Hill adds that the design team is keeping a close eye on advancements in server architectures, especially in the microserver space. “It’s too early to do anything with them this year,” he says, “but they are on an interesting trajectory in terms of performance per joule of energy.”

The partners are rolling out the new system in three stages, which will allow them to evolve the technology both in response to user needs and in regards to the latest technology developments. They are aiming to have an initial system up by the end of the year.

Once online, the Commonwealth Computational Cloud will be part of a high-speed academic network. The MGHPCC partners have been investing time and money toward creating a network infrastructure that enables fast remote access. End-to-end fiber supports 10 Gigabit speeds between the partner institutions and the datacenter, which is also hooked into high-speed research networks like Northern Crossroads and Internet2.

Changing Lives

The MGHPCC is located in Holyoke, Mass., a successful paper mill town in its heyday. The site is not far from some of the best colleges in the country, but it has suffered from high rates of unemployment in recent decades. Winning the bid for this state-of-the-art computing center is a real boon for the community.

Awarding the funds for a life science-based computational project was a strategic move by the MLSC.

“Some of the biggest breakthroughs in life science are being enabled by breakthroughs in computing. Personalized medicine, for example, is enabled by genomics. Genomics and genome-mapping has been enabled by high-performance computing,” remarks MLSC CEO Windham-Bannister.

“It’s important for us to make investments that impact the pace and success of innovation in the life sciences and we believe that high-performance computing is crucial,” she adds.

Investment in life sciences has not only enabled significant quality-of-life benefits, but it has been a proven model for driving economic development – a point that Windham-Bannister emphasizes:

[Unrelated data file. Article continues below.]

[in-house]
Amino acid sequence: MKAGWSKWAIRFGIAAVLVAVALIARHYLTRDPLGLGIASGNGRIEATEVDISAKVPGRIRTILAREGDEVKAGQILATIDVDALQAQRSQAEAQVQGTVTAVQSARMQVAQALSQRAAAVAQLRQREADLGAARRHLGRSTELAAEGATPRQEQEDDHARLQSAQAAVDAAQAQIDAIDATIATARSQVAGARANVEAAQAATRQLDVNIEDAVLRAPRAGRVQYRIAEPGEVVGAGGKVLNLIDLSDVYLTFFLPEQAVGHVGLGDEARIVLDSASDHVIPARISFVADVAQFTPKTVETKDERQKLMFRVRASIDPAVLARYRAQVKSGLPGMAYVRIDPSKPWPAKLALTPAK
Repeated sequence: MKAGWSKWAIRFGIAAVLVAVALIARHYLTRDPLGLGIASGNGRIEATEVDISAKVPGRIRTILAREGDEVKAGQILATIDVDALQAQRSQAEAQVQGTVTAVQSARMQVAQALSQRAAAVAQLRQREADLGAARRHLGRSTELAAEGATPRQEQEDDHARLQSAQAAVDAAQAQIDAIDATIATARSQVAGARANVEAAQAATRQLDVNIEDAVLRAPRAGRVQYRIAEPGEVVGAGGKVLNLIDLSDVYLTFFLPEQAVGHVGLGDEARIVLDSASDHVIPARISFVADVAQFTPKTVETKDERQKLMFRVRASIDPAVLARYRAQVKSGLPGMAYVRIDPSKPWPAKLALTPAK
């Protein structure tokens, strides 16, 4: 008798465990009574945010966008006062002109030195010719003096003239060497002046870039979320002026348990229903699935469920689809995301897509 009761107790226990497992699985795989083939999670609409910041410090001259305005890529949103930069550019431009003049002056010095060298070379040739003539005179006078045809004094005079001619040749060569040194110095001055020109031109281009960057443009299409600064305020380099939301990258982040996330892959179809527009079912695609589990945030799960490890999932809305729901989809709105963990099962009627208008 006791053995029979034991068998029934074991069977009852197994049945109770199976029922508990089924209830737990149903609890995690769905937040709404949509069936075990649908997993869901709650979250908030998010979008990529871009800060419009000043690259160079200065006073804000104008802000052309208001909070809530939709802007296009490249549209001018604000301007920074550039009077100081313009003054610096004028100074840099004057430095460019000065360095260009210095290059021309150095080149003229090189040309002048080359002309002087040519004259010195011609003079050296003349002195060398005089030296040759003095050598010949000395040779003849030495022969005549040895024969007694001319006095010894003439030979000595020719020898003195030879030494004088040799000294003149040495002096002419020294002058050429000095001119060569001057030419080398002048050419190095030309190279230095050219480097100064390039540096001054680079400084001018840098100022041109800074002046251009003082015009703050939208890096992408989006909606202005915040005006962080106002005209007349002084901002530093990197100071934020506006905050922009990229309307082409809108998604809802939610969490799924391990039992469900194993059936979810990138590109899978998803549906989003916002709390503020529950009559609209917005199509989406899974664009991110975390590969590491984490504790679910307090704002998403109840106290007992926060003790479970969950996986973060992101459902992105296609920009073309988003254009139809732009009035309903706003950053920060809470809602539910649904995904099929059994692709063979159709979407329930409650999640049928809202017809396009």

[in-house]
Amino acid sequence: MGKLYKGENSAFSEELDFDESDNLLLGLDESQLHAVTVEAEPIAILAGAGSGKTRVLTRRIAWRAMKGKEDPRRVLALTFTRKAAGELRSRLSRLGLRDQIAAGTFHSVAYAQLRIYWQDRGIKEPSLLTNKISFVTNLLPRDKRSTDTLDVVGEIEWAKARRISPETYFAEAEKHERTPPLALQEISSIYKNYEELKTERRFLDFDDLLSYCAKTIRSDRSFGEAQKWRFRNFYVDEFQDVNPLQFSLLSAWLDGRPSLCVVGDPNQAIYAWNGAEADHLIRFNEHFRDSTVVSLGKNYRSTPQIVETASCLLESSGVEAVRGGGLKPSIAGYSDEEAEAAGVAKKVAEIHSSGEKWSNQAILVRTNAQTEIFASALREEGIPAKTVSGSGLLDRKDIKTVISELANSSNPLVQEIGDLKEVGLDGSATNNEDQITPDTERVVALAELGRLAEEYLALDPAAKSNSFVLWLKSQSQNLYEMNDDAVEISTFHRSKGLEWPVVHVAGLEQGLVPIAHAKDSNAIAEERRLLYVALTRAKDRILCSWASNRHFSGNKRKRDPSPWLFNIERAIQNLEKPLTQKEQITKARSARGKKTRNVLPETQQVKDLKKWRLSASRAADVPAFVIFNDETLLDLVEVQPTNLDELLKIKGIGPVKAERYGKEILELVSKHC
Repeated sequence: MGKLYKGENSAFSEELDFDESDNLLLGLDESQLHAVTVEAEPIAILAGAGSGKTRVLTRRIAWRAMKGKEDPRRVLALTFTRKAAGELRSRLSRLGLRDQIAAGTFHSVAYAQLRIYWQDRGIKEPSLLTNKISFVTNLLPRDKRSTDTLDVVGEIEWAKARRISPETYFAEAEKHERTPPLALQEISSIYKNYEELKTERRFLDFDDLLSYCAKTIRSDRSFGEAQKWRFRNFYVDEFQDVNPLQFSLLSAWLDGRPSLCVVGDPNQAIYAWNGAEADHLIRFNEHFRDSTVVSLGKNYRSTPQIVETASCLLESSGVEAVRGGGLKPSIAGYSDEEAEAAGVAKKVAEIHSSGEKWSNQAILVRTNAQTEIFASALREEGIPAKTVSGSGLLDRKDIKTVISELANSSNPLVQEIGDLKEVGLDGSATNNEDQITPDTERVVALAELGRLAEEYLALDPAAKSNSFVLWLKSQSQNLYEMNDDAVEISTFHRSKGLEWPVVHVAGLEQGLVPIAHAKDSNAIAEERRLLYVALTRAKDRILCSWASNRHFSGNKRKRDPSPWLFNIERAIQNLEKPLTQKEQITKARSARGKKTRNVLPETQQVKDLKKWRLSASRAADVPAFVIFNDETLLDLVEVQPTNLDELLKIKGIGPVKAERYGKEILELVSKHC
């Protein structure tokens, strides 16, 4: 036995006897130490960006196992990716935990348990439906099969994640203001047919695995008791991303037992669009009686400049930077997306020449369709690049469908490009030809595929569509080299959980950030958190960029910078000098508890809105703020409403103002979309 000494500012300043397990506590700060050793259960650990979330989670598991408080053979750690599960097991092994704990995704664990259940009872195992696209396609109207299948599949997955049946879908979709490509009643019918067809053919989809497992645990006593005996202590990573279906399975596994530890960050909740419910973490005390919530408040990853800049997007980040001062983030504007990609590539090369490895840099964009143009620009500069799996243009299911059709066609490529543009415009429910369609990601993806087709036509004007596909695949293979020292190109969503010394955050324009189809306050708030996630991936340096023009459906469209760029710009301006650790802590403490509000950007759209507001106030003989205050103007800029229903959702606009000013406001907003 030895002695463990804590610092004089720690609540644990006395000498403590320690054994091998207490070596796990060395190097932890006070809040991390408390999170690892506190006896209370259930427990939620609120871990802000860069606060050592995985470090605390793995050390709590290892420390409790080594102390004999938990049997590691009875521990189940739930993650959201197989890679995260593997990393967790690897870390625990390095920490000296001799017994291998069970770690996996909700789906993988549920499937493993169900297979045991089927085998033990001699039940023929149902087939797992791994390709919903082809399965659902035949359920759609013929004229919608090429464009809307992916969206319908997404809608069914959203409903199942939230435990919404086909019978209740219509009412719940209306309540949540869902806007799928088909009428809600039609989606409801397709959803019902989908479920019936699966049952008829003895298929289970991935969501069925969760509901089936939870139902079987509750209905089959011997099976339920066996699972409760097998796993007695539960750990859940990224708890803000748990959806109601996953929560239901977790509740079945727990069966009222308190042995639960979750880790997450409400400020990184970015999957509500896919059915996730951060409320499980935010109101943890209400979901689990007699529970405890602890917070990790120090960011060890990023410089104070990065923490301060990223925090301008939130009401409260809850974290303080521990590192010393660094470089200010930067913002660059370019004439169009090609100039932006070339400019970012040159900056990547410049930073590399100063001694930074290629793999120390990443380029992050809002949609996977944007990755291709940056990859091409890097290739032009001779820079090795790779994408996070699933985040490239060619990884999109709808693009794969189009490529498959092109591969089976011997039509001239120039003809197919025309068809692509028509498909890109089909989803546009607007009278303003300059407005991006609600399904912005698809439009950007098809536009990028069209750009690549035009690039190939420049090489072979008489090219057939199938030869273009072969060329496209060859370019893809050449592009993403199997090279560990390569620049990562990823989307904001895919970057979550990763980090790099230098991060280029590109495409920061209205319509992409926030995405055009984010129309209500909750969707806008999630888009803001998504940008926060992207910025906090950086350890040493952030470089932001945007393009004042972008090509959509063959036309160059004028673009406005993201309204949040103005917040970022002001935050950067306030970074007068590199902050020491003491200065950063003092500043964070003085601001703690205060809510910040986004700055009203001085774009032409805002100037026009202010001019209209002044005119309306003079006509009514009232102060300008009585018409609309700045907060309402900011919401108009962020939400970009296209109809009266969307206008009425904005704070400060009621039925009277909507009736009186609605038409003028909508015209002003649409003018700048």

“There are so many strong life sciences communities around the US – Massachusetts, California, Ohio, North Carolina, New York, Texas, and others – all of us are in search of ways to continue to make innovation in the life sciences the hallmark of the US, the hallmark of our state, and a way in which we can reinvent the economy here in the US. I think all of our states have seen the erosion of economic sectors that were historically very strong, and we need to find a way to replace those, and the 21st century economy appears to be the innovation economy.”

The MLSC CEO expects that the way we identify new drugs and new biologics is going to be fundamentally altered by high-performance, high-throughput computing. She suggests that in addition to supporting the research of hospitals and academic institutions, the new cloud-based system will attract the interest of life sciences outfits, companies like Pfizer, Novartis, Biogen, Amgen, Synovis, all of which have grown their presence in Massachusetts. “Our hope,” says Windham-Bannister, “is they will take advantage of this resource to support their drug discovery and drug development activities.”

Asked what she is most excited about in the field of life sciences, Windham-Bannister points to the important advances coming from the fields of personalized medicine and precision medicine, especially as it relates to treating pediatric cancer. “More and more, we’re seeing this notion of exactly the right drug and a companion diagnostic that goes with it so that we understand the genetic makeup of the individual and the molecular makeup of the tumor, and the very best way to treat that,” she says.

This new era brings the intelligence of a supercomputer and the ability to run massive amounts of data together, obviating the need to search one by one – which is the way diagnostics and treatments were done in the past. The ability to start with a more precise treatment to begin with is game-changing, says Windham-Bannister: “It’s computing changing our lives.”

Subscribe to HPCwire's Weekly Update!

Be the most informed person in the room! Stay ahead of the tech trends with industy updates delivered to you every week!

UCSD, AIST Forge Tighter Alliance with AI-Focused MOU

January 18, 2018